Posted on 30 Nov 2010
An analysis by Aon Hewitt, human capital consulting and outsourcing solutions business of Aon Corporation, indicates that HMO plans will have the highest premium increases in five years.
According to Aon Hewitt proprietary data, derived from its Hewitt Health Resource™ (HHR)—a website that captures HMO rate information for 160 large companies representing approximately 1 million participants—average HMO rates for 2011 increased 9.8 percent after plan changes, negotiations and terminations. This is the highest rate increase since 2006 (10 percent). Final rate increases were 9.4 percent and 9.0 percent in 2010 and 2009, respectively.
Aon Hewitt believes a number of factors are contributing to high HMO premium costs. During the past few years, high deductible health plans (HDHP) and PPO plans—both of which generally have a lower premium price tag than HMO plans—have become increasingly popular among employees, particularly those who are younger, unmarried and generally healthy. HMOs, on the other hand, tend to provide richer benefits but at a higher cost, thus attracting individuals and/or families who may use health care more often or need more robust coverage. Having a higher mix of these plan participants in HMO plans raises the risk pool, which can drive costs higher. HMO plans have also been more aggressive in estimating the cost impact of some of the most immediate applications of health care reform—including covering children up to age 26, the elimination of certain lifetime and annual limits and covering preventive care at 100 percent.
"Employers continue to be successful in reducing HMO rate increases by a few percentage points through aggressive negotiations with health plans, changes in plan designs and employee cost sharing," said Jeff Smith, a principal and leader of Aon Hewitt's HMO rate analysis project. "Still, these increases have been very difficult for employers to absorb, particularly this year when many companies are focused on economic recovery and complying with health care reform. If HMO rates continue to outpace average health care cost increases, employers may elect to take even more aggressive steps in the coming years, such as eliminating HMO plans altogether."
According to recent Aon Hewitt data, this is a trend that has already begun to take shape. Fewer than half (47 percent) offered HMOs in 2010, compared to 58 percent in 2007.
HMO Rate Increases by Region
According to Aon Hewitt's data, final average HMO rate increases remain fairly consistent across regions. The Southeast region is likely to see the nation's highest rate increases at 12.5 percent, up from 8.6 percent in 2010. The West region is expected to have the lowest premium increases at 9 percent, down from 9.2 percent in 2010.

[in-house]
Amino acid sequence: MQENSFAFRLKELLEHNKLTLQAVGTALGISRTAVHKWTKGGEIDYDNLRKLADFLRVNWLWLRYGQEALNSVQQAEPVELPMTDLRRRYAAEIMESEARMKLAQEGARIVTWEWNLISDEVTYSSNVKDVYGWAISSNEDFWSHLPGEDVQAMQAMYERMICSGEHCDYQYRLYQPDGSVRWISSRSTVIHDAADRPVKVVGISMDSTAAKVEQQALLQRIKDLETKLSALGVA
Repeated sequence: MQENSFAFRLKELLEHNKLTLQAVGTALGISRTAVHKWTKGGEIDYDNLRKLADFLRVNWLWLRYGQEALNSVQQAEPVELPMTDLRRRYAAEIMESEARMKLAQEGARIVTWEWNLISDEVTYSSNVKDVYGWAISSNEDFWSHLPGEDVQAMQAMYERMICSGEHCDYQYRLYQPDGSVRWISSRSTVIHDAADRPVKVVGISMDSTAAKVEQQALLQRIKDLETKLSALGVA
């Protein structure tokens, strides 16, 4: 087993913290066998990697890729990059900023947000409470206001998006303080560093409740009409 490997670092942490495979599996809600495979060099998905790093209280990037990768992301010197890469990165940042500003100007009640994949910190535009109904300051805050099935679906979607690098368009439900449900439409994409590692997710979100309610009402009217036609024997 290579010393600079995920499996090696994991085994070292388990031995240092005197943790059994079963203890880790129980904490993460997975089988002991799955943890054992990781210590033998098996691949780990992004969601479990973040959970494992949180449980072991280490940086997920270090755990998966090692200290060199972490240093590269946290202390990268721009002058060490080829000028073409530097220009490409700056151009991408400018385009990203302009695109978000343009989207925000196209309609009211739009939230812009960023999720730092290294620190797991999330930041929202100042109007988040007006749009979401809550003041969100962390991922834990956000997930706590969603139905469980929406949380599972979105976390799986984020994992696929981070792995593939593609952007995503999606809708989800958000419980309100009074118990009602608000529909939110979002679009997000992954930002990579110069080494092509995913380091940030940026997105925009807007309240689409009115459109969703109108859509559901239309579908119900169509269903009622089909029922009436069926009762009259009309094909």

Difference in Cost Increases Among Various Health Plans Narrows
While cost increases for HMO plans remain higher than other health plans, the difference in costs is actually narrowing. According to Aon Hewitt, average cost increases for point-of-service (POS) and preferred provider organizations (PPO) plans are projected to be 8.5 percent in 2011. These numbers are up approximately 2 percentage points from last year, from 6.9 percent and 6.3 percent, respectively.
"HMO providers know they have to take steps to be competitive to compete with many of the other health plan options out there," said Tim Nimmer, Aon Hewitt's chief health care actuary. "Cost is obviously a big factor, which is why we see the rate of increases for these plans beginning to slow, while the rate of increases for other plans has risen."
Managing Costs Through Plan Designs
As rates increase, employers continue to tweak their HMO plan designs to share more of the cost with employees. Next year, workers are most likely to see these increases in the form of higher copays for primary and specialty care visits. Aon Hewitt's data shows that the number of companies offering $30 primary care office copays will increase to 13 percent in 2011, up from 5 percent in 2010. Conversely, the number of employers offering $20 primary copays is expected to drop to 36 percent in 2011, compared with 45 percent in 2010. Copays for specialty care are also increasing, as 20 percent of employers will offer copays between $45 and $80 in 2011, compared to just 10 percent in 2010.
"Companies are likely to make smaller but more frequent changes to their HMO plan designs in the next few years," added Smith. "This is particularly true for those employers with fully insured health plans that want to maintain grandfather plan status under health care reform in the next few years."
While copays are increasing, Aon Hewitt's analysis shows little change in prescription drug benefit designs. A $15 copay for retail generic drugs remains the most popular plan design choice, with 58 percent of employers offering it in 2011. There has, however, been a slight move toward higher formulary/non formulary copays over the last few years. According to Aon Hewitt's data, 14 percent of companies will offer a $35 copay for retail formulary drugs in 2011, up from 5 percent in 2010. Almost one in five (18 percent) will require a $55 to $80 copay for retail non formulary drugs in 2011, up from 10 percent in 2010.
"Workers have reached a breaking point with prescription drug prices," said Smith. "Employers realize that continuing to increase copays could likely lead to lower drug compliance, which may eventually mean higher medical costs and reduced productivity due to illness. We see an increasing number of companies adopting alternative strategies—such as subsidizing certain drugs under value-based plan designs—to actually encourage people to take care of their health."